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Archive for April 8th, 2011

Senate Bill 805 - Bureaucracy In Action

I’m talking about the Oregon legislature!

But, I’ve gotten ahead of myself and should provide background on Senate Bill 805.

In the U.S., 78.5 billion eggs were produced for eating in 2010. The breakdown is that 2.5 billion were exported, 6.3 billion went to food service use, 24.8 billion were processed into liquid, dried, and frozen products and 44.9 billion went to retail.  There are 187 companies who “lay” claim to about 95% of egg-laying hens in the U.S. Thirteen of these manage flocks of more than 5 million and sell specialty eggs under other names. Cal-Maine Foods, the country’s largest egg producer, owns the brands Eggland’s Best, Farmhouse, and 4-Grain.  Oregon (2.5M) doesn’t even make the top 10 producer list (as measured by number of egg laying hens) and the top 5 egg production states are Iowa (54M), Ohio (27M), Pennsylvania (23M), Indiana (23M) and California (19M).  In fact, at retail, more and more businesses and consumers are demanding organic eggs from hens that are either cage-free (hens able to run about inside huge chicken houses but not outdoors) or free-roaming (hens have access to the outdoors for at least 51% of their lives (~18 months, but there are no regulations on the quality or size of the open-air space)).

It turns out the tastiest, healthiest, most humanely produced eggs come from your local farmer’s free-roaming small flock.  Eggs contain varying amounts of 39 vitamins and minerals—many of which don’t even make it onto the nutrition facts label. Some eggs are healthier than others and it’s really all about what the hens are fed, which ranges from corn and soybean meal to a chicken’s more natural diet: a blend of grains and whatever the hen finds by foraging the pasture.  Again, egg nutrition value is determined by the feed, not breed.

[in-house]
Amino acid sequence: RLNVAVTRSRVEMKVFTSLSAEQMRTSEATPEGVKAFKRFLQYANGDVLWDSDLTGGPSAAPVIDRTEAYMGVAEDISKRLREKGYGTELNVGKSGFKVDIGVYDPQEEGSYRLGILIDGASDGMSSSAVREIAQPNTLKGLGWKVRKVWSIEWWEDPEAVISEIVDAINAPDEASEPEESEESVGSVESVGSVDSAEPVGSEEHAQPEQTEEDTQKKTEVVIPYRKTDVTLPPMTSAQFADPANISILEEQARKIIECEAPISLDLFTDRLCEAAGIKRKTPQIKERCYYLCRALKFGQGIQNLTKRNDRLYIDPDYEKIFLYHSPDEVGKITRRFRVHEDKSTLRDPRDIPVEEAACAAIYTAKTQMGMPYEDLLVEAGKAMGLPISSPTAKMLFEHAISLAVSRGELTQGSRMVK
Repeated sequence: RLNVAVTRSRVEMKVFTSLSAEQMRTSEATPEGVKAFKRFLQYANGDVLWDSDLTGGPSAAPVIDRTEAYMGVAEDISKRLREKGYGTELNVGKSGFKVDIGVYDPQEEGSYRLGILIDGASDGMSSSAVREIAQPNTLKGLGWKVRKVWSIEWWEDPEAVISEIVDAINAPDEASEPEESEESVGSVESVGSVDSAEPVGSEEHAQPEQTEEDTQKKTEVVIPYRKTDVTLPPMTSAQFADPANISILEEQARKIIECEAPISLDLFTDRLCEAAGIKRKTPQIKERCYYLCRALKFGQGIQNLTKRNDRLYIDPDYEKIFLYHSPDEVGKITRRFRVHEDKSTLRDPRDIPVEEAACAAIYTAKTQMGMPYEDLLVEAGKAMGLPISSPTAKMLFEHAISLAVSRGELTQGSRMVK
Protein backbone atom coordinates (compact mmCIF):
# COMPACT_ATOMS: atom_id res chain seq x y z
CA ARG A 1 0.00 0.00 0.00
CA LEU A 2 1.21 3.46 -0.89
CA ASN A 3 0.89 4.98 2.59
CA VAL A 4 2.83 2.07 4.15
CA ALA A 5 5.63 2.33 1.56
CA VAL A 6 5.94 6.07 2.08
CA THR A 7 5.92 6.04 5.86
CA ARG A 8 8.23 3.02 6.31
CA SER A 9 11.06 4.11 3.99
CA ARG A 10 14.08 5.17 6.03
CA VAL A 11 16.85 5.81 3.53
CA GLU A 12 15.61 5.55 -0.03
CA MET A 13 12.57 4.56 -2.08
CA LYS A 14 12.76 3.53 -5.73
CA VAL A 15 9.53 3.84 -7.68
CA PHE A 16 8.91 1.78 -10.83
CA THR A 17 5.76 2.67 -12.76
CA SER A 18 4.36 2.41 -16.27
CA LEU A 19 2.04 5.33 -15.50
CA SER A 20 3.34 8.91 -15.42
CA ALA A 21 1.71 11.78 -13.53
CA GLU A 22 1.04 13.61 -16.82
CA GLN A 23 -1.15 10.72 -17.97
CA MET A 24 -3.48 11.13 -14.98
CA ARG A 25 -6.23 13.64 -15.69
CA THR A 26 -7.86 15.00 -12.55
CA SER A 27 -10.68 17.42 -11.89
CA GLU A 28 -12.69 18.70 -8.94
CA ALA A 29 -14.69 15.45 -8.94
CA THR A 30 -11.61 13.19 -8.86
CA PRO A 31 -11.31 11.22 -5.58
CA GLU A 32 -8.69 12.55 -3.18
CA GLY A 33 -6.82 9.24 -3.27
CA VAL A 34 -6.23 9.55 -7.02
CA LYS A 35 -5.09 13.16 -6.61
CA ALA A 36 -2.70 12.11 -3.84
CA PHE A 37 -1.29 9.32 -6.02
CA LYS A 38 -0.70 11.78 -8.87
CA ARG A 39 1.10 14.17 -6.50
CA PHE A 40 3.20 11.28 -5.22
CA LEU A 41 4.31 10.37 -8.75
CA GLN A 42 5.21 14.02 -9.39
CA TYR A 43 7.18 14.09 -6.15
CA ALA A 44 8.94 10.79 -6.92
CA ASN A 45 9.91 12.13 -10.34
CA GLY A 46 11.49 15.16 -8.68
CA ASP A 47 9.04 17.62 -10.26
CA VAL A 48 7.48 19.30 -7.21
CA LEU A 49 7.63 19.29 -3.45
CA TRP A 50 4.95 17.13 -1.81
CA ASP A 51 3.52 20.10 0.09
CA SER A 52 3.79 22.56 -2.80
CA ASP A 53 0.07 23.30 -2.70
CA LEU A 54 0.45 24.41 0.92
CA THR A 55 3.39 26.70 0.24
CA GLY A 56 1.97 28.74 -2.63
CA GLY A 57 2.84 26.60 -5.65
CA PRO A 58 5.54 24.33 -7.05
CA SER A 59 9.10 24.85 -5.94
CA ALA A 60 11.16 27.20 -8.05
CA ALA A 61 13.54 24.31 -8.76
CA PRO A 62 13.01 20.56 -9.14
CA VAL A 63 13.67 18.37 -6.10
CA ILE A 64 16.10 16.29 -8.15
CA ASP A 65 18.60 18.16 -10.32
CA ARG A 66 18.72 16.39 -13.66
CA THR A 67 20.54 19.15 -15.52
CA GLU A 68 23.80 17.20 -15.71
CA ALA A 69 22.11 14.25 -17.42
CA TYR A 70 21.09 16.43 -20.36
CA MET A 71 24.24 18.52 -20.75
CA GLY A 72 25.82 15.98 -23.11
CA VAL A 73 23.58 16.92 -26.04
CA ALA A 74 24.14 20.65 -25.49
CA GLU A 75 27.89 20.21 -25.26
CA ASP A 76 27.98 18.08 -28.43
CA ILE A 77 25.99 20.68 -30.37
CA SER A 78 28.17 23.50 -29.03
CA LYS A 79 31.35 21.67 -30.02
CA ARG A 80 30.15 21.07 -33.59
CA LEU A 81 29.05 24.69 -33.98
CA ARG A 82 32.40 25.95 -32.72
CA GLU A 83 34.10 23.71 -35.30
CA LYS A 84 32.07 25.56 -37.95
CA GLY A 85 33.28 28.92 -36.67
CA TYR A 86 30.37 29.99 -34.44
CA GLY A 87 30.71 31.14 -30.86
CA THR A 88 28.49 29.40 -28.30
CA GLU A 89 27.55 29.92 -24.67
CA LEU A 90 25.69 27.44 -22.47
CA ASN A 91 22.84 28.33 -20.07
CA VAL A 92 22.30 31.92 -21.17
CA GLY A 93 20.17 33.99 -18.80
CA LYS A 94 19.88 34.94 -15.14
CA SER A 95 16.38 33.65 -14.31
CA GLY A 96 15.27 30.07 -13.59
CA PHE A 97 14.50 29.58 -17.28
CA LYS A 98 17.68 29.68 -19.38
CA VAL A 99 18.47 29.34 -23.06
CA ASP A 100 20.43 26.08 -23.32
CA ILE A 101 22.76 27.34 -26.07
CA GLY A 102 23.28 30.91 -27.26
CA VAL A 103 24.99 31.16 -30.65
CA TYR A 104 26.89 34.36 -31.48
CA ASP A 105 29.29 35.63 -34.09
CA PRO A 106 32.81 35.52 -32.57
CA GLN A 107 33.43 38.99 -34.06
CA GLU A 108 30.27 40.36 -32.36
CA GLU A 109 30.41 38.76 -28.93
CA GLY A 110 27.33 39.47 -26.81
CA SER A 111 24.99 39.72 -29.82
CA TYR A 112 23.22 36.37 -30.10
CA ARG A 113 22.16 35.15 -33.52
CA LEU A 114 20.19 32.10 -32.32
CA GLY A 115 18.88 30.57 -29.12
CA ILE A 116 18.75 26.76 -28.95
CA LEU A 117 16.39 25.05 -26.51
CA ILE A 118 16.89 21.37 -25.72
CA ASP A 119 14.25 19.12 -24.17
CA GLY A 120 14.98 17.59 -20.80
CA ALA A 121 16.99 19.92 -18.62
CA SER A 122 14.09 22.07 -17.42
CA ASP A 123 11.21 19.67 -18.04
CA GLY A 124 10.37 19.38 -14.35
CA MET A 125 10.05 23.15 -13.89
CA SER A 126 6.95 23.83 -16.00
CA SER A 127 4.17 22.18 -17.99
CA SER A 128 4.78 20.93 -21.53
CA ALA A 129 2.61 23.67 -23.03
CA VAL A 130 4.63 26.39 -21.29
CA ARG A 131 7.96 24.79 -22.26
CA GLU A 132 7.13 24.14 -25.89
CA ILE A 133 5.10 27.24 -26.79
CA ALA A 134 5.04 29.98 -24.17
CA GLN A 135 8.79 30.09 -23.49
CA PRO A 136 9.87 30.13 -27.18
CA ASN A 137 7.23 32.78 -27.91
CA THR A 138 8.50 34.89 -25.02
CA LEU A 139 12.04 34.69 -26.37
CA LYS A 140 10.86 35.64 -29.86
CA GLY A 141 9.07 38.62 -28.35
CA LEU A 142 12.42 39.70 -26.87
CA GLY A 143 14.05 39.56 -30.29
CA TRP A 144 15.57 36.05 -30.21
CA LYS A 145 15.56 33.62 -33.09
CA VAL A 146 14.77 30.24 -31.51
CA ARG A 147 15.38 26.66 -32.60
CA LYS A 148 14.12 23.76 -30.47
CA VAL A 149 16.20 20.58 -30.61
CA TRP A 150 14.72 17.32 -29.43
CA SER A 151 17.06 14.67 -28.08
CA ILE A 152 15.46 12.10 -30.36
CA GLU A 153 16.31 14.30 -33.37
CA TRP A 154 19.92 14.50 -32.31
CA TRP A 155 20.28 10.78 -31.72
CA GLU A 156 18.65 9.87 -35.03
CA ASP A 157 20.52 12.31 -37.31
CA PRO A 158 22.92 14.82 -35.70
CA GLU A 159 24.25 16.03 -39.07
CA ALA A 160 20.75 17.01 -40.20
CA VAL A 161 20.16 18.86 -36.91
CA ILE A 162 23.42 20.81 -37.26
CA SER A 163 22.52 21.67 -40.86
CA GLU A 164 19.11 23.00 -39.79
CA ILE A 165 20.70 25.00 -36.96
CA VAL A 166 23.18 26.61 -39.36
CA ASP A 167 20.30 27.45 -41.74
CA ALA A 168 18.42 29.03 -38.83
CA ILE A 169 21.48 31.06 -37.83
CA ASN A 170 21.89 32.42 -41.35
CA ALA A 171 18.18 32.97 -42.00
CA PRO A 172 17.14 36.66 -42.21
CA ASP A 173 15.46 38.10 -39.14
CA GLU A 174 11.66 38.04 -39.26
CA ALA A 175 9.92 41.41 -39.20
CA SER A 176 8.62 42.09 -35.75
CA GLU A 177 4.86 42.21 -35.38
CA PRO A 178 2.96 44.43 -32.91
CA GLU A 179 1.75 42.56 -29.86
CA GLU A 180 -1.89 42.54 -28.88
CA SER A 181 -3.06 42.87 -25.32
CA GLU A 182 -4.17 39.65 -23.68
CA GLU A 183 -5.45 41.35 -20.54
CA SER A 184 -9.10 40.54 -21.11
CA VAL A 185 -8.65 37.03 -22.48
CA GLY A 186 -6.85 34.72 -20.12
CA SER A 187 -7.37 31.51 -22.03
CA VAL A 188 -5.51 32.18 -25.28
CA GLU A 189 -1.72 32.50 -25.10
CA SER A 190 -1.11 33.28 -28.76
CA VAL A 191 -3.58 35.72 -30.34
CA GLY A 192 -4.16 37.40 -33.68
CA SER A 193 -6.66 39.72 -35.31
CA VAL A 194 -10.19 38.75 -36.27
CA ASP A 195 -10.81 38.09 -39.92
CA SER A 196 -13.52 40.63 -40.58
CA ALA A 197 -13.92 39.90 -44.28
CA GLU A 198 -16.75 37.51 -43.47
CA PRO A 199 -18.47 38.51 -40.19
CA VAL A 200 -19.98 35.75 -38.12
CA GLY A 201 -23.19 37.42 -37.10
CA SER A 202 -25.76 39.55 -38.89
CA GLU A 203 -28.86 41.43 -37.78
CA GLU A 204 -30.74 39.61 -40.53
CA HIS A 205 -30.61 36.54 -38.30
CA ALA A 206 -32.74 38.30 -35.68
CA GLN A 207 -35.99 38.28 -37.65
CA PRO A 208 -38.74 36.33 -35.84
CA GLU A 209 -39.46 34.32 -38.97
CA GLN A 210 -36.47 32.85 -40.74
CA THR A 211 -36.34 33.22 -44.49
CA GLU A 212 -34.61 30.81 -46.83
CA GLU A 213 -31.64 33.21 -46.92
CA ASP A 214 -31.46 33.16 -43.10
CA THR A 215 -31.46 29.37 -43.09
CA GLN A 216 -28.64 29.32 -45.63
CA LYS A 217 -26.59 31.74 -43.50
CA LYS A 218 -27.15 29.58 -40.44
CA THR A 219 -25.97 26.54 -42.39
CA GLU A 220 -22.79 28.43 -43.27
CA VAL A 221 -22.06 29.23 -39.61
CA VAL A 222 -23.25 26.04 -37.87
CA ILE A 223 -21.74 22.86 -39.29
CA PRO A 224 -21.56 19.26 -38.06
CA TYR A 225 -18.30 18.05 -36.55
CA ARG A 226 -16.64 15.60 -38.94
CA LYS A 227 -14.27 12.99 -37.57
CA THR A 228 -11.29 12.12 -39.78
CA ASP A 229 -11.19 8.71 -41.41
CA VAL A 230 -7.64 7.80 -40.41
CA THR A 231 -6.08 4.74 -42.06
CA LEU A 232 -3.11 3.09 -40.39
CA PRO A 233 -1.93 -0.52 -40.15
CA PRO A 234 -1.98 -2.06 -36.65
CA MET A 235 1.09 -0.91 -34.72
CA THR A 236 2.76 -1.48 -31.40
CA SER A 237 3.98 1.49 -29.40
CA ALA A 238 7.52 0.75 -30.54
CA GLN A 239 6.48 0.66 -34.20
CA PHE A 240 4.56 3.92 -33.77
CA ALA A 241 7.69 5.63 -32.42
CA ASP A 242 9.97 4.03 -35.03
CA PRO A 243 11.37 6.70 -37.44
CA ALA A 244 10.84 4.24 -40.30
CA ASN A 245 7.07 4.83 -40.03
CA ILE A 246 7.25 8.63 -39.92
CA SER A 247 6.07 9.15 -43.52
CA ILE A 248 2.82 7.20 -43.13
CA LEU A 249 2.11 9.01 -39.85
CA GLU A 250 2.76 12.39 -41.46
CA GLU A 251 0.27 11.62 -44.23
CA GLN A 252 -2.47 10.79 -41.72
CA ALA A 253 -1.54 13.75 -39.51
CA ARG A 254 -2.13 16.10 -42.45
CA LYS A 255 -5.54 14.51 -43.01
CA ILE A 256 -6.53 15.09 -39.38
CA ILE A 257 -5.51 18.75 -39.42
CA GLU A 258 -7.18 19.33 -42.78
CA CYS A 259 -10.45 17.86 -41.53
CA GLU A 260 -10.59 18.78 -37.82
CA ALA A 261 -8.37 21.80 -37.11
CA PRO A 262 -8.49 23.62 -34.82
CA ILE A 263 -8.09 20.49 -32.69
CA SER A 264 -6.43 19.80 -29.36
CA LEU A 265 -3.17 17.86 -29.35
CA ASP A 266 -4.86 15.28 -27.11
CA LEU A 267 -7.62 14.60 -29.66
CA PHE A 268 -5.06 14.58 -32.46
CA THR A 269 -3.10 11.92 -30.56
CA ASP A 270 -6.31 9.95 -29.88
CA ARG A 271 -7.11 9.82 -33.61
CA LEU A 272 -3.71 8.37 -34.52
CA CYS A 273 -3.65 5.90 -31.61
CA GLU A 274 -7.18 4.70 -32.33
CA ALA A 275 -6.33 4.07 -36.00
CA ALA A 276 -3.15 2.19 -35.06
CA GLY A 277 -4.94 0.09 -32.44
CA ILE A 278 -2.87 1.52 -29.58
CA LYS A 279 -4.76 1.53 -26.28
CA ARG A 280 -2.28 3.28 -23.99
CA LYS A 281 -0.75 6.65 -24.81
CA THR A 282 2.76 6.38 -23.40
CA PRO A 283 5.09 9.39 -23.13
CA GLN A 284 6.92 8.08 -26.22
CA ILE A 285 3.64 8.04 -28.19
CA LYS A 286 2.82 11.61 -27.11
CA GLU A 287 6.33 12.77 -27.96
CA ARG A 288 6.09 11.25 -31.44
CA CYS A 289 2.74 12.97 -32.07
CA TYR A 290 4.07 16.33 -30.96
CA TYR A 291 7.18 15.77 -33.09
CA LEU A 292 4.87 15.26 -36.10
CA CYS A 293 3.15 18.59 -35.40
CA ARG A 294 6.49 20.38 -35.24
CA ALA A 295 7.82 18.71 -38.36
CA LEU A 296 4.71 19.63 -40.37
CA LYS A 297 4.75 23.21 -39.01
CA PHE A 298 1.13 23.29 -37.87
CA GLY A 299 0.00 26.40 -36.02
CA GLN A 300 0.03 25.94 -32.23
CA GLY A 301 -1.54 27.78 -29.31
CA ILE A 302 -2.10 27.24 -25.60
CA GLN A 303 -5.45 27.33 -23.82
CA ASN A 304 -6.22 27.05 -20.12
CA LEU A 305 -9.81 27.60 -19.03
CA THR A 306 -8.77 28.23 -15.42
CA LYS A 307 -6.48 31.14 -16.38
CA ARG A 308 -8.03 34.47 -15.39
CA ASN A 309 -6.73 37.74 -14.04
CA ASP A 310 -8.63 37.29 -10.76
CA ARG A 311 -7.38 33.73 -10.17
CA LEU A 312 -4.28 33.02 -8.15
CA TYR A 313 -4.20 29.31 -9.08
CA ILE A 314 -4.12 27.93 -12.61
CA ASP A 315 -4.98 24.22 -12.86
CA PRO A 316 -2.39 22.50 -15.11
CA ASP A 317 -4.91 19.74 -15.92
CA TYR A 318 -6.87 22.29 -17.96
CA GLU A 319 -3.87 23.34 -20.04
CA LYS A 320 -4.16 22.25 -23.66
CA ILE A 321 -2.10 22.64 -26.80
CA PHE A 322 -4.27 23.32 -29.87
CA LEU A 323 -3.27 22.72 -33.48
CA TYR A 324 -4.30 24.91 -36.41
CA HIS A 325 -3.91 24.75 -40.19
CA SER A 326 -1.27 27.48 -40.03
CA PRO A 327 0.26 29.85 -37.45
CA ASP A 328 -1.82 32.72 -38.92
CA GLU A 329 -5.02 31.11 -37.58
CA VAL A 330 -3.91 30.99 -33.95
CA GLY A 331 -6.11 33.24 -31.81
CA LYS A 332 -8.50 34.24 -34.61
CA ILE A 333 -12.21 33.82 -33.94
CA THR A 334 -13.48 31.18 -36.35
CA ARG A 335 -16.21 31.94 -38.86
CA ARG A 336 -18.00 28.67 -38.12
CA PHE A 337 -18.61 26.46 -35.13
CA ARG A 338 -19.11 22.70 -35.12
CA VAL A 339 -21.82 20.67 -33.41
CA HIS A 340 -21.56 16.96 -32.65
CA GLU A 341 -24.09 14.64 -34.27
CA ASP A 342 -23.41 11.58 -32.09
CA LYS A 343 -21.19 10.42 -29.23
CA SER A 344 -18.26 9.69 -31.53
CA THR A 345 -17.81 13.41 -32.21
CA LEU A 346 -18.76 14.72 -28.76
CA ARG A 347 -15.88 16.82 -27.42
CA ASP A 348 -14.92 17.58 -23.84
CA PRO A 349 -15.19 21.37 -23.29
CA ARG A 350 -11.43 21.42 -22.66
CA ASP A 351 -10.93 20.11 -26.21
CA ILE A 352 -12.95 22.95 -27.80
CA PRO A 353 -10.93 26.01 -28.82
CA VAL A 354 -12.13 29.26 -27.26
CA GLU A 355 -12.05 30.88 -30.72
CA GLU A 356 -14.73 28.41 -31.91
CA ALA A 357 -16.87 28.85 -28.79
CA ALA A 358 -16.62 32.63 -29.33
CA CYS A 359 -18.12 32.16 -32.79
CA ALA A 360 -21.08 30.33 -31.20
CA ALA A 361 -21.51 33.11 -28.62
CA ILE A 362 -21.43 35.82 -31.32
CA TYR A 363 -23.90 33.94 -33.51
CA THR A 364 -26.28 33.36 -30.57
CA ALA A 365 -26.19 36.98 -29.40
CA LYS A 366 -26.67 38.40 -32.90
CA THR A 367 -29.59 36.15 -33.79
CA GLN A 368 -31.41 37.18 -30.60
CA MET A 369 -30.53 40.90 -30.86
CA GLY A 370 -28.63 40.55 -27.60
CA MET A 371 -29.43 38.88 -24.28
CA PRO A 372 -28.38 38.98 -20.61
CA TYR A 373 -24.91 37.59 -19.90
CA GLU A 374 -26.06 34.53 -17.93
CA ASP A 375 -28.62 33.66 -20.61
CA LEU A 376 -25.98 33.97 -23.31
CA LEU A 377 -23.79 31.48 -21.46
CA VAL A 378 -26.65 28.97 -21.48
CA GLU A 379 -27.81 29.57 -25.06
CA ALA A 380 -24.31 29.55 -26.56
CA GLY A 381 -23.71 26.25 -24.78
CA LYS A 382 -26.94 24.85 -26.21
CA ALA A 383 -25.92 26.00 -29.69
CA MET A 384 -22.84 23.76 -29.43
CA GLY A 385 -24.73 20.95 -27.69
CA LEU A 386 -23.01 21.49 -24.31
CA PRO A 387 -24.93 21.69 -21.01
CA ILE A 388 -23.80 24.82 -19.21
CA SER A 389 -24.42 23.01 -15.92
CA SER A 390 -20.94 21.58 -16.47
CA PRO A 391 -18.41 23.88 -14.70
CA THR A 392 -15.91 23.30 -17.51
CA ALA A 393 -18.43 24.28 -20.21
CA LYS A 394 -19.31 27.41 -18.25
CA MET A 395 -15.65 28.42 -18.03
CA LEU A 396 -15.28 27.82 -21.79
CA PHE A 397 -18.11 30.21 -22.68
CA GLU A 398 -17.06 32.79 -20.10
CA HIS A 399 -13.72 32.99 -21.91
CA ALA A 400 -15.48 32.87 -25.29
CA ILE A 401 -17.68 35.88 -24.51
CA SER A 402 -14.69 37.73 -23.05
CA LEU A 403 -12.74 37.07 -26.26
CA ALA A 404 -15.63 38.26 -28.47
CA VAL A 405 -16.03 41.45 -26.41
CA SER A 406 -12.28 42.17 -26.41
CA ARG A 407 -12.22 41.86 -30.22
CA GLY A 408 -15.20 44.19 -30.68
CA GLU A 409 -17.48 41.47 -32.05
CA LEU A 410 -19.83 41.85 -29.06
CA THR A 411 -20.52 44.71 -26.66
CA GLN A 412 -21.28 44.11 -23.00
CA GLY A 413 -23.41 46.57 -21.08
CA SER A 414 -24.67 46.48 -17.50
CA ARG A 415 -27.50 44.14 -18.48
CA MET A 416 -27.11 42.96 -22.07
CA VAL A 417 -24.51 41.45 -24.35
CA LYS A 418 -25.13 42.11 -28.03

Oregon’s Senate Bill 805 (SB 805) provides hens with a few more inches of space for laying eggs, but may well cost the farmers (which will be passed on to consumers) who will need to purchase/prep for the incremental space mandate.  It’s hard to imagine given the current budget issues facing the state how this matter rises to the level of debating a bill that is largely being determined by consumer purchases of the best tasting eggs.  But, I’d like to congratulate the Oregon legislature for displaying so much intellectual honesty, storming the farmland and solving an issue that isn’t even a problem. It’s another “teachable moment” for those who went to Salem for a life-long political career to do nothing.

I’d bet a Grande Coffee at Starbucks that the next bill after SB 805 will be mandating the quality and size of the open-air space.  Maybe they’ll even look to mandate ambient noise levels so the hens can breathe without excessive sound…hopefully no flocks are near a highway where a group of motorcycles may travel as OSP will be ask to single out motorcycles and set up an EPA-compliant exhaust check point!

The point of this post is not directly related to the Oregon egg industry, but about the unending government proposals, rules, and regulations that affect or creep into the motorcycle lifestyle.  Today there is more bureaucracy about eggs/hens and the amount of breathing space.  Tomorrow it’s about how and what we ride and drive. From taking away off road land areas, to the Federal Register re-defining what is a motorcycle, to performance modifications, and denial of insurance benefits — everywhere you look there is a current or proposed law that will negatively impact all of us. Every day as a result of the current economic collapse I get reports about home foreclosures and short sales, but Oregon lawmakers would rather waste tax payer money debating topics on chickens vs. being “compassionate” to the residents of the state.  Is a chicken’s well being more important?

All this ranting and talk of eggs in the morning made me hungry.  Who’s up for breakfast?!

Photo courtesy of the egg industry.  Fun fact: Did you know that 300,000 eggs go to Peg’s Glorified Ham N Eggs on South Sierra Street in Reno, NV., every year, where they are transformed into heaping breakfast platters piled with hash browns and homemade salsa.

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